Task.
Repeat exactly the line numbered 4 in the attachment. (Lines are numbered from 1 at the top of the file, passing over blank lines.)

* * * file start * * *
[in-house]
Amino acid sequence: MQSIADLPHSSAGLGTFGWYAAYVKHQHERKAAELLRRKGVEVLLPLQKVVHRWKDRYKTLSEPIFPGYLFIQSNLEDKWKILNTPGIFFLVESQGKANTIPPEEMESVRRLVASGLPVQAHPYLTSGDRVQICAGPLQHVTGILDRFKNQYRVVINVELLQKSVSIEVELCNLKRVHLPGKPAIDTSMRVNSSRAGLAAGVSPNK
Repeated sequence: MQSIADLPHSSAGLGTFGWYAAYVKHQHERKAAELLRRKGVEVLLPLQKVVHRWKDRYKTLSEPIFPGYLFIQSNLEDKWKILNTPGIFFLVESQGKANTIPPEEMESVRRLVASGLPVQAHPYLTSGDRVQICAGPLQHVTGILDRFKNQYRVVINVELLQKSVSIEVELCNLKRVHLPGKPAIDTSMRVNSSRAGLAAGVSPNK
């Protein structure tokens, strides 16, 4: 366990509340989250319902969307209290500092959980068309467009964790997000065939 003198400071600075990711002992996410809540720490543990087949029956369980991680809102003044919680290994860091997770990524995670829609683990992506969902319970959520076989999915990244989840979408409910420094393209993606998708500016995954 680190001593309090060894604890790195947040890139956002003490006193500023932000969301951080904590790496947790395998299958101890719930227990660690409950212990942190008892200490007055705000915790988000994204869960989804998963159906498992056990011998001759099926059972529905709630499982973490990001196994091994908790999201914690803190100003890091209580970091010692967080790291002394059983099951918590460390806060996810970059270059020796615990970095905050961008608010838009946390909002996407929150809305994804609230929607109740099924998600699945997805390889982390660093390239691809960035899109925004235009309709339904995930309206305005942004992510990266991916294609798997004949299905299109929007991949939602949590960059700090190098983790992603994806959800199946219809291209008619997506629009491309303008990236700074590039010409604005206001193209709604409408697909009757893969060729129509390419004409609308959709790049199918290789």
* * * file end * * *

């Protein structure tokens, strides 16, 4: 366990509340989250319902969307209290500092959980068309467009964790997000065939 003198400071600075990711002992996410809540720490543990087949029956369980991680809102003044919680290994860091997770990524995670829609683990992506969902319970959520076989999915990244989840979408409910420094393209993606998708500016995954 680190001593309090060894604890790195947040890139956002003490006193500023932000969301951080904590790496947790395998299958101890719930227990660690409950212990942190008892200490007055705000915790988000994204869960989804998963159906498992056990011998001759099926059972529905709630499982973490990001196994091994908790999201914690803190100003890091209580970091010692967080790291002394059983099951918590460390806060996810970059270059020796615990970095905050961008608010838009946390909002996407929150809305994804609230929607109740099924998600699945997805390889982390660093390239691809960035899109925004235009309709339904995930309206305005942004992510990266991916294609798997004949299905299109929007991949939602949590960059700090190098983790992603994806959800199946219809291209008619997506629009491309303008990236700074590039010409604005206001193209709604409408697909009757893969060729129509390419004409609308959709790049199918290789």